Victorious Voices 2015

Hi Folks: This is the third of three posts on recent cultural events we attended here in Victoria… last (for now) but definitely not least! As we’ve written before, the range of activities available here continually amazes us. Last Saturday for example one could choose from:

  • Creatively United for the Planet Festival
  • Taking Poetry to the Streets Walk
  • Seed Exchange at the Central Library
  • Swan Lake/ Christmas Hill Nature Sanctuary Annual Native Plant Sale
  • Astronomy Day at the Royal BC Museum
  • Weekend Market at Bastion Square and the Saturday Market at the Hudson Building

and those are only a few examples.

So, in that spirit…

Victorious Voices 2015

Victorious Voices 2015

Jeremy Loveday. Mild-mannered city politician by day, but when your eyes are averted he becomes an environmental and social activist, staunch supporter of creative endeavours, champion spoken word poet, and so much more. He doesn’t even have glasses to hide his secret identity!

2015 marked the sixth year for Victorious Voices, a slam poetry competition of teams from regional high schools and the fourth year we’ve been able to attend. Monday, April 13 was the semi-finals, Tuesday, April 14 was Alumni Night, and Wednesday, April 15 brought us the finals. The winning team goes on to compete in other spoken word events across Canada. Four teams made it to the finals, but before we get to them we should highlight a few other people. Jeremy Loveday, of course, one of the founders of Victorious Voices and someone who has been a champion for the effort from the beginning. Brad Cunningham, teacher at Reynolds Secondary School, and the other half of the team that brought spoken word poetry to high school students in Victoria. Scott Thompson, equally talented poet, was the host for Wednesday evening’s events. Zoe Duhaime, our current Youth Poet Laureate and Yvonne Blomer, our current Poet Laureate were there as judges, as was spoken word poet (and much else) Aaron Sim. Local politician NDP MP Murray Rankin also joined the lineup of judges, and there were two others whose names we didn’t catch: (if you know them, please leave a comment!) Stu and (?) who were in town offering their expertise on spoken word and dance. The two of them performed a joint piece of spoken word poetry and improvisational dance that was quite moving.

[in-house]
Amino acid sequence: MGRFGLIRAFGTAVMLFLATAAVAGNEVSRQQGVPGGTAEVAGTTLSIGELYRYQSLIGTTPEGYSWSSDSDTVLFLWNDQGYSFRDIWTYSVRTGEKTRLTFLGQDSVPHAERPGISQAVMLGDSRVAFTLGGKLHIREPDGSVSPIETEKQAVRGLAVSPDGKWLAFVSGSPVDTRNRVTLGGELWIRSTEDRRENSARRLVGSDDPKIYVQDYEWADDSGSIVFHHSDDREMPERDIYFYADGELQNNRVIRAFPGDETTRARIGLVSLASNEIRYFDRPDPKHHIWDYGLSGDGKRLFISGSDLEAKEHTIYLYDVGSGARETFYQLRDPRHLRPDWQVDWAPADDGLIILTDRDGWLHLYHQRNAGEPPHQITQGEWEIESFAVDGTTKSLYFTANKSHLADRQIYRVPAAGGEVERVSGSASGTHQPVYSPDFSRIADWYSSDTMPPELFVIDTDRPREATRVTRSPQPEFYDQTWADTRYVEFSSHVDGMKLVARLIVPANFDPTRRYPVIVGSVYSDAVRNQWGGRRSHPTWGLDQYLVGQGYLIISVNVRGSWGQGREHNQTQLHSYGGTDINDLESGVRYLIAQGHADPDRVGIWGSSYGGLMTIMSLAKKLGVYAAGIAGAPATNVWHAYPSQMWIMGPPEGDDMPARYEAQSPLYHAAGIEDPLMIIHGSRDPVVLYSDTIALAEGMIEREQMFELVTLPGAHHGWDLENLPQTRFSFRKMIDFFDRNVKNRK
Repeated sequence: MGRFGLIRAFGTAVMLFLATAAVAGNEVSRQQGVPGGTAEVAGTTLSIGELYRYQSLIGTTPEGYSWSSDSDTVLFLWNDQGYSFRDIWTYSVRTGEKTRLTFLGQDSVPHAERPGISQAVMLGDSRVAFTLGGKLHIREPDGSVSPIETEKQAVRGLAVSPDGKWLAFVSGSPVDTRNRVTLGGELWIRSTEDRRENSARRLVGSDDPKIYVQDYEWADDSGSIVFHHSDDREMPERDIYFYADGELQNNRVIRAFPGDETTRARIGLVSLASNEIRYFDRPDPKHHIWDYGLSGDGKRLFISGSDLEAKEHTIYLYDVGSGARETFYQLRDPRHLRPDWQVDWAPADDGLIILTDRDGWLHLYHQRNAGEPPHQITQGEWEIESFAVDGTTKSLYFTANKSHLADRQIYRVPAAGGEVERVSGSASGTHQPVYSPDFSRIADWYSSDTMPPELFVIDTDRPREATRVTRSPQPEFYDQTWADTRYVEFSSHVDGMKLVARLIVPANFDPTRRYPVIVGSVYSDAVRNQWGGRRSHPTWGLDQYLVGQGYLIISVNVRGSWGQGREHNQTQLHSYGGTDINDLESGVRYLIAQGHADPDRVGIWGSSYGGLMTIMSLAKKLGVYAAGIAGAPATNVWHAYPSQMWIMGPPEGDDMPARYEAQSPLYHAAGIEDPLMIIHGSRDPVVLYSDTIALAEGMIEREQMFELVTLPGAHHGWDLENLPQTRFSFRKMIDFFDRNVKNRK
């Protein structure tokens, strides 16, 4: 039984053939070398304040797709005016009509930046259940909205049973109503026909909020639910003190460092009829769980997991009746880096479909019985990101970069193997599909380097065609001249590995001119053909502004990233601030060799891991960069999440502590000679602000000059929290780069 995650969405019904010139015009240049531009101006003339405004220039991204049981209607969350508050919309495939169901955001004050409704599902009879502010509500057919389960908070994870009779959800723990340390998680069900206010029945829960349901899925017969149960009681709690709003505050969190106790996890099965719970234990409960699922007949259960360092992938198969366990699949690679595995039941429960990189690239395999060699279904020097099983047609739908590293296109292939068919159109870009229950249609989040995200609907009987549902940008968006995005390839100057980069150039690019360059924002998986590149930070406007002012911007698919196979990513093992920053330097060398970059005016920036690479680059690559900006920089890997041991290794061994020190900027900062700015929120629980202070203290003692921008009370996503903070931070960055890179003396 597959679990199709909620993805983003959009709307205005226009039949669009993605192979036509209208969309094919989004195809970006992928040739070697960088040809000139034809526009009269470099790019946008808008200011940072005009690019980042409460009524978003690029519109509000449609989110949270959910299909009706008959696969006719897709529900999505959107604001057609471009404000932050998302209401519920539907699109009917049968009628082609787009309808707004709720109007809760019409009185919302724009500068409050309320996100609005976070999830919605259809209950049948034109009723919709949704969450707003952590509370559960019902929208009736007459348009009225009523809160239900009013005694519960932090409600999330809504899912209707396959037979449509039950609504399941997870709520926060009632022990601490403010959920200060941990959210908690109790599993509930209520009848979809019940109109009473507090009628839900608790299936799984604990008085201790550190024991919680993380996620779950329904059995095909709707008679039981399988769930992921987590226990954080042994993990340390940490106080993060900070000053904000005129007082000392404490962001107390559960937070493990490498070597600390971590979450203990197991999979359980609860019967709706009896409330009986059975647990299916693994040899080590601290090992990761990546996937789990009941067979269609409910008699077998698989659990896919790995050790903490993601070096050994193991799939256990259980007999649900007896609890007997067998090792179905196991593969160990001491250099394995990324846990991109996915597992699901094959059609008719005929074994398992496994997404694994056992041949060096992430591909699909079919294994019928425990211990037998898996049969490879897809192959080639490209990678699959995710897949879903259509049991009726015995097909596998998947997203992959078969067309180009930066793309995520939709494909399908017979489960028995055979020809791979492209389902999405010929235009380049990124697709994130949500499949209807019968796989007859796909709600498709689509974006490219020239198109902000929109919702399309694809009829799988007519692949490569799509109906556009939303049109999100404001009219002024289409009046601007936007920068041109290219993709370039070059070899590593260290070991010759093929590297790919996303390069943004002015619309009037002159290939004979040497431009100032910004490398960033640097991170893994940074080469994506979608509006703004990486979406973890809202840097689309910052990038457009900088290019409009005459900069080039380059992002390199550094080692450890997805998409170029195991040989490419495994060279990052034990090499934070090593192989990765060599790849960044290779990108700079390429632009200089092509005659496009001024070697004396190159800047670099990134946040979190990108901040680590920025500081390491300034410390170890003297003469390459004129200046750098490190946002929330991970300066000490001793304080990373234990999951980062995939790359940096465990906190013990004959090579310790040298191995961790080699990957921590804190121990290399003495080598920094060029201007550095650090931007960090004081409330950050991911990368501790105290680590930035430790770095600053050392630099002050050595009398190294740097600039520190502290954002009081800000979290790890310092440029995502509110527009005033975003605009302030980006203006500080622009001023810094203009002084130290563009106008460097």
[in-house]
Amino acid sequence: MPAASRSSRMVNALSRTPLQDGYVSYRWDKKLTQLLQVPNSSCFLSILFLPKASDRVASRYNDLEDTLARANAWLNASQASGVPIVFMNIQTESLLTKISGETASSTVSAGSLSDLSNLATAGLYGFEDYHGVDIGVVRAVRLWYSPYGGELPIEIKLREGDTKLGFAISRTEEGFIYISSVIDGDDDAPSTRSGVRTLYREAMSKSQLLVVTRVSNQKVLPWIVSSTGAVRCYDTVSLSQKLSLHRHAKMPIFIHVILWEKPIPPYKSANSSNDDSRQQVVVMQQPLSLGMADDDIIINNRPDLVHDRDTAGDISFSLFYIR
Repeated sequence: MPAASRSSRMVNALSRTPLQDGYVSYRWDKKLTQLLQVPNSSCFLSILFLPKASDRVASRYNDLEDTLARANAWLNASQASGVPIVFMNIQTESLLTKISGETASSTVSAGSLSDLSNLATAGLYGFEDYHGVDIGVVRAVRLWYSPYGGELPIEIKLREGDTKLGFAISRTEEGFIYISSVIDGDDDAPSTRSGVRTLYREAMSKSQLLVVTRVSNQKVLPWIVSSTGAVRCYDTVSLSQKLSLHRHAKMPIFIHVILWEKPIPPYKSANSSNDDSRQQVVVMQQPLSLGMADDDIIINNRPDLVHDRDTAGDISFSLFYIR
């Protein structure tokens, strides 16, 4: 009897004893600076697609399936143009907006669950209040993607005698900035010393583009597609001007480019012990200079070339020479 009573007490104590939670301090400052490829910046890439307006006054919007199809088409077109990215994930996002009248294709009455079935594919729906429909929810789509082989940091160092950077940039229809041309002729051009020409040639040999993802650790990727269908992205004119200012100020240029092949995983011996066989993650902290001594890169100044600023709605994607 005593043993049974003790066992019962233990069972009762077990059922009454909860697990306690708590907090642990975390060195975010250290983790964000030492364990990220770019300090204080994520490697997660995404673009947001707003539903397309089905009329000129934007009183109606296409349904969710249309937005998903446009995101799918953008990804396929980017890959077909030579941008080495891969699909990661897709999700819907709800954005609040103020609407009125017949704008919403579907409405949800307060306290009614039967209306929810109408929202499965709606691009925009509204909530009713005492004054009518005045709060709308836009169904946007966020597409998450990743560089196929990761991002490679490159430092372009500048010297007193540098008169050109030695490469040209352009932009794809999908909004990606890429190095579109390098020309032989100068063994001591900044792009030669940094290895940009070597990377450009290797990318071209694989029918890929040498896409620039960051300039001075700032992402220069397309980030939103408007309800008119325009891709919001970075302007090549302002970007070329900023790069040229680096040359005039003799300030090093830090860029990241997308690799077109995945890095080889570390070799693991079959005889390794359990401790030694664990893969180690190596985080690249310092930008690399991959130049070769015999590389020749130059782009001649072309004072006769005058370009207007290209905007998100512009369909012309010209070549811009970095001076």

This year’s Alumnus of Honour is Morgan Purvis, former Victoria Youth Poet Laureate. The Alumnus of Honour goes to a person who is both continuing in his/her art and giving back to the community through poetry. Morgan performed two pieces (one about melting snowflakes as a metaphor for teen suicide) and spoke about youth poetry as a place of giving respect by listening. She also said, “Most poetry is about how close you want your toes to be to your tongue.” There were several opening poems performed by the various artists, including both of our poet laureates, and then we had the ‘sacrificial poet’ – Myna (?) a student from one of the semi-final teams. The sacrificial poet’s piece becomes the baseline for the judges from which all other performances are based.

The four finalist teams came from Pearson College, Reynolds Secondary, Glenlyon Norfolk School and Brentwood College. Each team had one member participate in each of four rounds, and then there was a team event. As we’ve experienced in previous years, the range of topics was vast and the level of talent was extraordinary. These are very talented young people, each with a knowing of his or her own voice. Topics ranged from politics to sex to aliens (although thankfully not both together), fitting in, standing out, bullying, transgender issues, suicide, love and more. The poets were alternately funny, angry, passionate, open… it’s not an experience that lends itself well to narrative. You’ll just have to come and join in next year! We’re already looking forward to it.


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